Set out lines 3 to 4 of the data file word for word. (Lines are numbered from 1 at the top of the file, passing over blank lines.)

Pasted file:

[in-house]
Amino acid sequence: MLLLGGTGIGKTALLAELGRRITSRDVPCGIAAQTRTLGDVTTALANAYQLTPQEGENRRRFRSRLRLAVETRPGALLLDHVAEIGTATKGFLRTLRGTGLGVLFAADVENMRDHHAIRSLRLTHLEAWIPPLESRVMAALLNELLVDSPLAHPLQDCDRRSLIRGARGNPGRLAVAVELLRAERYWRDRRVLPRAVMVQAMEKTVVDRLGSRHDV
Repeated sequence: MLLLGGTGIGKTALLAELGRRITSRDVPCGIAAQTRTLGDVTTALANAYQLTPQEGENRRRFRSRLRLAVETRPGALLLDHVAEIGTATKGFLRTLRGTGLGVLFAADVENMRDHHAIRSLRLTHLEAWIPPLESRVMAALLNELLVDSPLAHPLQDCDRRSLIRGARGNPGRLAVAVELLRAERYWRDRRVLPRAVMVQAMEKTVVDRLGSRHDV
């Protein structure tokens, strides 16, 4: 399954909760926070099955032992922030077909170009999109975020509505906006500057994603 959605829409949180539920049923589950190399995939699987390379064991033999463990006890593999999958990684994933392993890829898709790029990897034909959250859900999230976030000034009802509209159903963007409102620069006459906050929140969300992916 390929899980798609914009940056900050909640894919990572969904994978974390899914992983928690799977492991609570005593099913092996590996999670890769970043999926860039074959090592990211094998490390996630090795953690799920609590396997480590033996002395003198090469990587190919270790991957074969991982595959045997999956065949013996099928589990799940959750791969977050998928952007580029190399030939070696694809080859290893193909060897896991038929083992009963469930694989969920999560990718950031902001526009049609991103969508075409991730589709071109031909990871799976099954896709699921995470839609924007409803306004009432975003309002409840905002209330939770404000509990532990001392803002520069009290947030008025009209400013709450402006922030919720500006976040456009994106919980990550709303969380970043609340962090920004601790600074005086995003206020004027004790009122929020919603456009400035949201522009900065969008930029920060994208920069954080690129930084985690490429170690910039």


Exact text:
Repeated sequence: MLLLGGTGIGKTALLAELGRRITSRDVPCGIAAQTRTLGDVTTALANAYQLTPQEGENRRRFRSRLRLAVETRPGALLLDHVAEIGTATKGFLRTLRGTGLGVLFAADVENMRDHHAIRSLRLTHLEAWIPPLESRVMAALLNELLVDSPLAHPLQDCDRRSLIRGARGNPGRLAVAVELLRAERYWRDRRVLPRAVMVQAMEKTVVDRLGSRHDV
């Protein structure tokens, strides 16, 4: 399954909760926070099955032992922030077909170009999109975020509505906006500057994603 959605829409949180539920049923589950190399995939699987390379064991033999463990006890593999999958990684994933392993890829898709790029990897034909959250859900999230976030000034009802509209159903963007409102620069006459906050929140969300992916 390929899980798609914009940056900050909640894919990572969904994978974390899914992983928690799977492991609570005593099913092996590996999670890769970043999926860039074959090592990211094998490390996630090795953690799920609590396997480590033996002395003198090469990587190919270790991957074969991982595959045997999956065949013996099928589990799940959750791969977050998928952007580029190399030939070696694809080859290893193909060897896991038929083992009963469930694989969920999560990718950031902001526009049609991103969508075409991730589709071109031909990871799976099954896709699921995470839609924007409803306004009432975003309002409840905002209330939770404000509990532990001392803002520069009290947030008025009209400013709450402006922030919720500006976040456009994106919980990550709303969380970043609340962090920004601790600074005086995003206020004027004790009122929020919603456009400035949201522009900065969008930029920060994208920069954080690129930084985690490429170690910039």